Why do we still call the guests at our events attendees? The answer is, of course, that that’s what they are and that’s what we’ve always called them. How about if, starting now, we begin the end of the term attendee? I’m serious.
Are you having attendees over for the holidays this year? Do the Rolling Stones have attendees at their concerts? Do retailers have attendees shopping in their stores? Do houses of worship have attendees at their services? Do universities have attendees on campus? Do you have attendees at your birthday party? Get the idea?
How we think about the guests–the audience at our events–matters – a lot! What we call them matters – a lot.
Why is the word attendee so bad? Why drop it from our vocabulary? One overarching reason. The definition of an attendee is someone who is present at a specific time and place. Present, that’s it. Yes, they’ve checked in, but are they tuned-in and turned-on? We need the people at our events to be engaged, challenged, leaning-in. They must participate. This is not a TV show where we expect a viewer accustomed to passive, submissive, absorption. Some of you may remember when the TV was called the “boob tube.”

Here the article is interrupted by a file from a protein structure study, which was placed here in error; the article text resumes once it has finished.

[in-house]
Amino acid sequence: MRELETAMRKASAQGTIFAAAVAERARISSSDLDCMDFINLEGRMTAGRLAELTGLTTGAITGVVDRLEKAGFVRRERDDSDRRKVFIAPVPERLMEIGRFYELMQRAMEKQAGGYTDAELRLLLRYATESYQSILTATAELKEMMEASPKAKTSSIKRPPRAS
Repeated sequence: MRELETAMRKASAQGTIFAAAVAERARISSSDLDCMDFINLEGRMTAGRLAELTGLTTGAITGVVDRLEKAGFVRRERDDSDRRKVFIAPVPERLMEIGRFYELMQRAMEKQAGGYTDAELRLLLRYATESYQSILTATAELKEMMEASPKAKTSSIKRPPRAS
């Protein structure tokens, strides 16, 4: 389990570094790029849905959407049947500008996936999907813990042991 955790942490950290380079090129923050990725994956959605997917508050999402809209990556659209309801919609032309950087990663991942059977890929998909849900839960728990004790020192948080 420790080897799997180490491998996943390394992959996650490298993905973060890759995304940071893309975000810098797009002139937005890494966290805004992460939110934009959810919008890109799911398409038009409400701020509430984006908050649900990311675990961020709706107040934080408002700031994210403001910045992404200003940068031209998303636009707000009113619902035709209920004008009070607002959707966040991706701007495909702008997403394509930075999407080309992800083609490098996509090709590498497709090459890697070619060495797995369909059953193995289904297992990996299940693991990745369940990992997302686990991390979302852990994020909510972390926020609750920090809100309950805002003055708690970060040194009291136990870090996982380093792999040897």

What if we had fans and teams and customers and worshippers and guests and shoppers and students at our events? Guess what? We do. They expect to be entertained, educated, inspired, surprised and delighted. None of these emotions or expectations happen in a passive environment. You must be more than present to get the most from a conference, annual meeting or even a trade show.
Let’s stop calling them attendees, right now. And let’s stop thinking about them as one homogenous group. Let’s stop thinking about them as lapsed, or lost or loyal. Let’s think about them as people who have a relationship with us; people who have needs, expectations and desires, and who want to be part of your event because you mean something to them and they mean something to you.
Goodbye to the attendee.